We employed *plt.fill_between* to plot the integration areas. For comparison, we plotted also the original points and the polynomials. Note that we added LaTeX code to the label; it is necessary to add an *r* before the string. The areas of integration are shown on Figure 3.

**Figure 3.** The integration areas highlighted on the fitted polynomials.

Check how the integration interval of *cheby_chirp115* is messy! *cheby_chirp45* is not good too. *cheby_chirp20* is satisfactory from 0 to 1 approximately, but we need more than that on the rest of our data.

**Lesson learned:** be careful choosing the degree of the fitted polynomial! Lower degrees may not represent your data nicely; however, higher degrees may lead to a poor conditioned fit. The solution could be to search for a good balance.

All right, this is it! Hope you enjoyed this post. Are there anything wrong? Do you have any ideas to improve it? Please share them with us! Also, you can download the codes on GitHub.

Thank you for joining us! See you next time!

**Additional notes:**

**jms_nh**proposed another tools for fitting the chirp:*"The waveforms you've shown really aren't very polynomial-like and would be better handled by curve-fitting using cubic splines or Savitsky-Golay filtering"*. He has a point: according to the SciPy documentation,*"Fits using Chebyshev series are usually better conditioned than fits using power series, but much can depend on the distribution of the sample points and the smoothness of the data. If the quality of the fit is inadequate splines may be a good alternative"*.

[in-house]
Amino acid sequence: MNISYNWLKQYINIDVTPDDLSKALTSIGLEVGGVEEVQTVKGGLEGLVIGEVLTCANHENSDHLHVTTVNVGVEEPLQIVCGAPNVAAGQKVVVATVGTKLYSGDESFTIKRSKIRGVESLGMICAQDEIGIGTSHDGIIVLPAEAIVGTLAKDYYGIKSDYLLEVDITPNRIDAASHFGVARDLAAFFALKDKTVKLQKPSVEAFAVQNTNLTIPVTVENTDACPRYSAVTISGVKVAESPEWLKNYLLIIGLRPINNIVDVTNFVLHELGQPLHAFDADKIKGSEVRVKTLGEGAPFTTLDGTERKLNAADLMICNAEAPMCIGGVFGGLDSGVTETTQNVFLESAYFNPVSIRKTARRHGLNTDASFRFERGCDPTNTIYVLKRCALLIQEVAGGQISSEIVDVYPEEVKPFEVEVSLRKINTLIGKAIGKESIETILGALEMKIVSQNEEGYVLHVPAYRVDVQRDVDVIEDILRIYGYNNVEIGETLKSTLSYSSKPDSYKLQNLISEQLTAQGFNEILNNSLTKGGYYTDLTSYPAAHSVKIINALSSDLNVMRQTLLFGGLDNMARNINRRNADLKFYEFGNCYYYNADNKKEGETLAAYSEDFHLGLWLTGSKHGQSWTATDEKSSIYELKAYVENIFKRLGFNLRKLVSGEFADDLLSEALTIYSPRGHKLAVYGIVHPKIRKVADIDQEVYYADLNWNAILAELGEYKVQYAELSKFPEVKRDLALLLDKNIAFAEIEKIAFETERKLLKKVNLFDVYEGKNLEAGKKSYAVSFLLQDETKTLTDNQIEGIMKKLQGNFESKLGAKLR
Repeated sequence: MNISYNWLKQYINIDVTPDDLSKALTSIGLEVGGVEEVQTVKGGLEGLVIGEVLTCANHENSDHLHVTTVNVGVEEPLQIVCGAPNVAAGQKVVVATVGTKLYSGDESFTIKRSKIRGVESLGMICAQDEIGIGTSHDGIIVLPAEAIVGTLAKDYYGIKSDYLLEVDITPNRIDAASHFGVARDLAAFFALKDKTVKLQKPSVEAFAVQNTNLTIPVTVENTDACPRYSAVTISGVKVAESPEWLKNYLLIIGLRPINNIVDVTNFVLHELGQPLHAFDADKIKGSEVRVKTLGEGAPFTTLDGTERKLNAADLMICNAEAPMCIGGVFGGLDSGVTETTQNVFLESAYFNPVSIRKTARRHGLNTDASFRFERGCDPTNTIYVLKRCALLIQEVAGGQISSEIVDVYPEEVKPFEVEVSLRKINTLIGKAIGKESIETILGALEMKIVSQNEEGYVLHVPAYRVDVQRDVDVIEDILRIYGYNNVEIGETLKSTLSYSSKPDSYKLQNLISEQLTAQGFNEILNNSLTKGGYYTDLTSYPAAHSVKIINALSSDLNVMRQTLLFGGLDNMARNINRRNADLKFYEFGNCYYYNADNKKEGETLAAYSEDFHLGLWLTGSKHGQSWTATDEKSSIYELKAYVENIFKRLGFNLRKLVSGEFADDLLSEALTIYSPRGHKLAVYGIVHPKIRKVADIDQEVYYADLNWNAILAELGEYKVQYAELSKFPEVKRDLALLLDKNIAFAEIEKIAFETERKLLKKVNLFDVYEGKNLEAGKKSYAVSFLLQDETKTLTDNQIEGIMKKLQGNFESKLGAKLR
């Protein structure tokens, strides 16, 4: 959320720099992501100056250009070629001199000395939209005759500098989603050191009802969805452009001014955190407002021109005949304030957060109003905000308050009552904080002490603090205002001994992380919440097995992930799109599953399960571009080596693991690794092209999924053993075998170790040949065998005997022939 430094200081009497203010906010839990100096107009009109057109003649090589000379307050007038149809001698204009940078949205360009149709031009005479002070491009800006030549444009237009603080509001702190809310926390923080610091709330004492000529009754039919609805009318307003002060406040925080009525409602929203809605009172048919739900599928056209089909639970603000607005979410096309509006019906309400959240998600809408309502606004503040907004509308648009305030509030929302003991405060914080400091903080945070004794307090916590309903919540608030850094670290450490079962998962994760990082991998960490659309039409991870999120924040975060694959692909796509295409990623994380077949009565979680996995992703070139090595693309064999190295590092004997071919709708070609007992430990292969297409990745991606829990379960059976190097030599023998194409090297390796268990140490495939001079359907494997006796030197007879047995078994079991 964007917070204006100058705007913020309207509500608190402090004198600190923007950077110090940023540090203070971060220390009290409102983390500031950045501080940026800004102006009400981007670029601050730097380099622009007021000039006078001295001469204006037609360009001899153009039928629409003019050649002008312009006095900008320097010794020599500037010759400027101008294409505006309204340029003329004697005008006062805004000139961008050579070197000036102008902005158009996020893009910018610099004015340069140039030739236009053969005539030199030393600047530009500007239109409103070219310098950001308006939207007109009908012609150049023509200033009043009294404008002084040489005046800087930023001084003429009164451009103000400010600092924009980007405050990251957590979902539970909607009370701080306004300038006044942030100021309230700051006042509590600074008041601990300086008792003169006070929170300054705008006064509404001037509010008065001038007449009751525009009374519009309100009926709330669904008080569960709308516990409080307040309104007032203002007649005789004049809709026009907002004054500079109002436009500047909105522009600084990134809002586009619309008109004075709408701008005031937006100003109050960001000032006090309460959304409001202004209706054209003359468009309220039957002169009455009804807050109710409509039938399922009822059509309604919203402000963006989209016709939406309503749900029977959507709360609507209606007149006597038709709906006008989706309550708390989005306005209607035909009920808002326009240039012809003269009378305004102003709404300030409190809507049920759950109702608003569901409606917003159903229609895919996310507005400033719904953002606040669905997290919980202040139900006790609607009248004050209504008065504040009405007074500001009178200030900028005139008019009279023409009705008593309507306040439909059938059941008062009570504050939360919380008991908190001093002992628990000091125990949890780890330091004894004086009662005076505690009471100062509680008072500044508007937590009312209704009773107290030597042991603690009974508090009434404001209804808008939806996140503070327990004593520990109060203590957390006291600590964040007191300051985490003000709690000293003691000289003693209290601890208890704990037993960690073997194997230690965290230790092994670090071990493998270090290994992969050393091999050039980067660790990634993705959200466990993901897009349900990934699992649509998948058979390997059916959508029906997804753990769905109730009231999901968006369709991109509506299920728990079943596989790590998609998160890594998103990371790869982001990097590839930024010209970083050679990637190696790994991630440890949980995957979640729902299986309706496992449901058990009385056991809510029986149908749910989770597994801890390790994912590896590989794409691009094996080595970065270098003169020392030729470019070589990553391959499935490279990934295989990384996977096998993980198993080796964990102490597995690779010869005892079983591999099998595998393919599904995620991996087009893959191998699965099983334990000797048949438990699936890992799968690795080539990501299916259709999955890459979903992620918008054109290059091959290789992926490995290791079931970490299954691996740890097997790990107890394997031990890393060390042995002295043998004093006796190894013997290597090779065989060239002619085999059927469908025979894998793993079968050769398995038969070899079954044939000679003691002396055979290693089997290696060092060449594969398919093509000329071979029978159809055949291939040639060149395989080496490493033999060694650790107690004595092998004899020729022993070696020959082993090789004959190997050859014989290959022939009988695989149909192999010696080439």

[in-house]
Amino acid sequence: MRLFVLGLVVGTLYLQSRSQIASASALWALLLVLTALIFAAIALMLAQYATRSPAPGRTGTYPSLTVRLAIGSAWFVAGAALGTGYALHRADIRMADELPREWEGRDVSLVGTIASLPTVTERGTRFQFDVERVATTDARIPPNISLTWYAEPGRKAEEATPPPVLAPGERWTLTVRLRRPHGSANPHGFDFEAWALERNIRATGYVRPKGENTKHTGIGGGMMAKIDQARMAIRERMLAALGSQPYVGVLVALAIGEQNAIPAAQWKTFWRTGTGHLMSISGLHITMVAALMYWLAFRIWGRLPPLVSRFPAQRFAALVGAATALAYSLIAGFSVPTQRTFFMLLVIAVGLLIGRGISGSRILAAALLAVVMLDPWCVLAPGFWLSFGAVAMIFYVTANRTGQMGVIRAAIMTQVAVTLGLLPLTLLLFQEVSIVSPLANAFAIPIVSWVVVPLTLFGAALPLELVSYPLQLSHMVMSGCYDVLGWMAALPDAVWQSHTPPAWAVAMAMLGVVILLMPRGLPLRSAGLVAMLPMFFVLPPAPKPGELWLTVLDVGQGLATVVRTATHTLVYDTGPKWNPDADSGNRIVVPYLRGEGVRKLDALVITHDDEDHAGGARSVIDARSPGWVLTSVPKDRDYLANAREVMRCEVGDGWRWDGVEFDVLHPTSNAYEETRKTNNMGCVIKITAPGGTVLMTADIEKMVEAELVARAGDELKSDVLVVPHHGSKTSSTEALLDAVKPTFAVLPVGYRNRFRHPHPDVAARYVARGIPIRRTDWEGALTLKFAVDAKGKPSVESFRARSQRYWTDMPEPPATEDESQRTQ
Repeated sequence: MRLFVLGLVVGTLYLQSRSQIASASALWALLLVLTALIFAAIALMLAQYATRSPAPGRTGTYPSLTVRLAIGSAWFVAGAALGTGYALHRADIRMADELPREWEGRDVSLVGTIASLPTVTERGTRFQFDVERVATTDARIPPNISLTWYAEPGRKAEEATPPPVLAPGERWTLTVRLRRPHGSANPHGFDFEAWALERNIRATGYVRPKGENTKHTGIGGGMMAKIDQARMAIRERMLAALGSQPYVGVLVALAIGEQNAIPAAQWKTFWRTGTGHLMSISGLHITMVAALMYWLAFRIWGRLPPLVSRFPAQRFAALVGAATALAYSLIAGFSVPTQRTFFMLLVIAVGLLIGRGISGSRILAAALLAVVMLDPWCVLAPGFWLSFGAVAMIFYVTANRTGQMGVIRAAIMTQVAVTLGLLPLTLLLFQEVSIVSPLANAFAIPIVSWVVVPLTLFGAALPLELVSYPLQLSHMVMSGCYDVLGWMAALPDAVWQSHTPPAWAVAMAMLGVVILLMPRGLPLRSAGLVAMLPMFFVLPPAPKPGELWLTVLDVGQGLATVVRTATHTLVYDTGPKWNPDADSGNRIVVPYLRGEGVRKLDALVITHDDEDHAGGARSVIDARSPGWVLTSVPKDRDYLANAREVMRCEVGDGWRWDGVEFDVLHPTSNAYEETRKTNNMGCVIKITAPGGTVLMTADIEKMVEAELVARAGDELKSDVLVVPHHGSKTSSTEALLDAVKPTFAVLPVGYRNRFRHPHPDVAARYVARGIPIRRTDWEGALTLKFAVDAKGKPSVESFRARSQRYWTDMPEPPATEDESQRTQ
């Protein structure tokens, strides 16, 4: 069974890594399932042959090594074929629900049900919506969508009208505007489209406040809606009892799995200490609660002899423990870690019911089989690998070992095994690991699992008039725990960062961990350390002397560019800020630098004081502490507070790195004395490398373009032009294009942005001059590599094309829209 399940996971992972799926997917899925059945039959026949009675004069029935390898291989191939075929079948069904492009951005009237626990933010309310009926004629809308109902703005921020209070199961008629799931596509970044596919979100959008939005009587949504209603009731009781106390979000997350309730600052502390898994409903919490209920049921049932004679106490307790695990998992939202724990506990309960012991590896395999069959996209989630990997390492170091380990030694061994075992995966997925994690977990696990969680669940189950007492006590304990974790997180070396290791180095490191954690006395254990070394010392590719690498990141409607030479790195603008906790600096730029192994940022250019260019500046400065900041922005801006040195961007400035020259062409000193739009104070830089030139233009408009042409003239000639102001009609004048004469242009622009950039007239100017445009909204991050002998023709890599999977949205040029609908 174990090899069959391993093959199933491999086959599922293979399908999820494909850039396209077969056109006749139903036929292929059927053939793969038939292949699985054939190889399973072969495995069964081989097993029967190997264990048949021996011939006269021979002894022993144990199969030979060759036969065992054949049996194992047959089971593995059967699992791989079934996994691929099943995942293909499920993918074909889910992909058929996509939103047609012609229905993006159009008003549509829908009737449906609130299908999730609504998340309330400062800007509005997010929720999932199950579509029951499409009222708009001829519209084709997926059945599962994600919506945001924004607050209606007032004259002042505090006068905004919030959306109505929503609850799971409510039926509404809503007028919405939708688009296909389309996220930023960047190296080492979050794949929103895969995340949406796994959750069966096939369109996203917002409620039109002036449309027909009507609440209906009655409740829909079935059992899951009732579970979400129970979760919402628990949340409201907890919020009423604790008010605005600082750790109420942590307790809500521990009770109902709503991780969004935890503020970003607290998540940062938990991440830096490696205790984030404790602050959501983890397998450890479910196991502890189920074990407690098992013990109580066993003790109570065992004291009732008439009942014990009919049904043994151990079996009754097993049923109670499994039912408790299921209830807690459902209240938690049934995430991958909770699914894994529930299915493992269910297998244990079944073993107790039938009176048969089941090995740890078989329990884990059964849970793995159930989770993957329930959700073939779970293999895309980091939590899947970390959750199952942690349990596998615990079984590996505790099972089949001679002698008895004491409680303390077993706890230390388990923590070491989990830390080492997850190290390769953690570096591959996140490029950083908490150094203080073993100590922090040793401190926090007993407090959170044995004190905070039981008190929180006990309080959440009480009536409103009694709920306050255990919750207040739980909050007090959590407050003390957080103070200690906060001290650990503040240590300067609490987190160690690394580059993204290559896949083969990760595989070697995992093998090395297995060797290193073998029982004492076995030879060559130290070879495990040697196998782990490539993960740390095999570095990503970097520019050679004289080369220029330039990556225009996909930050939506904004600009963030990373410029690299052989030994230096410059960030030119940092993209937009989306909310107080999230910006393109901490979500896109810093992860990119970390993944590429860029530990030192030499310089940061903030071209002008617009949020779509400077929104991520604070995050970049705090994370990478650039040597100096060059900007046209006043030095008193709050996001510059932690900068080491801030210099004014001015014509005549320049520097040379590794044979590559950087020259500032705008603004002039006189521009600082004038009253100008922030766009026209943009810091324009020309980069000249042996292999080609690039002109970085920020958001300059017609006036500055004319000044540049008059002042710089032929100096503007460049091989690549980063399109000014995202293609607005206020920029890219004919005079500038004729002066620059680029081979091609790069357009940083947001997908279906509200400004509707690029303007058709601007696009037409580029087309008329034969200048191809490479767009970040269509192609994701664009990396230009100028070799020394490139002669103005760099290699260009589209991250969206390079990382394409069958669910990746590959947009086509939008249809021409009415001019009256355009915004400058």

- Comments
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Also, if you do have a Chebyshev polynomial P(x), the way to integrate it is not numerically using something like scipy.integrate.quad, but rather algebraically by manipulating the components to get the Chebyshev coefficients of the indefinite integral of P(x), and evaluating the integral directly.

1. sure thing. Actually, the SciPy documentation says that too:

"Fits using Chebyshev series are usually better conditioned than fits using power series, but much can depend on the distribution of the sample points and the smoothness of the data. If the quality of the fit is inadequate splines may be a good alternative."

I will write this consideration as an Additional Note to the post, ok?

Again, keep in mind that this post is only a thought on the balance of a fit and its consequences.

2. sure thing². I could also use the Simpson's rule, composite trapezoidal, ... but this is the subject of a next post ;)"

Thanks for your thoughts! Have a nice one!

Keep in mind that I used the discrete chirp points as an example, you can use any discrete data points you want. The purpose here is to show how to act on a discrete sample; sorry if this is not clear on the post. I'll think about it and try to improve the motivation, ok? Thanks!

Linus

I really appreciate it! Feel free to ask a question or point a doubt if you'd like.

Thanks again!

thanks!

I don't know how/if one could do it. I know there exists py_compile [1] and compileall [2], however. I just don't know how to use them.

Check it out if you'd like:

[1] https://docs.python.org/3.5/library/py_compile.html#module-py_compile

[2] https://docs.python.org/3.5/library/compileall.html#module-compileall

Thanks! Have a nice one!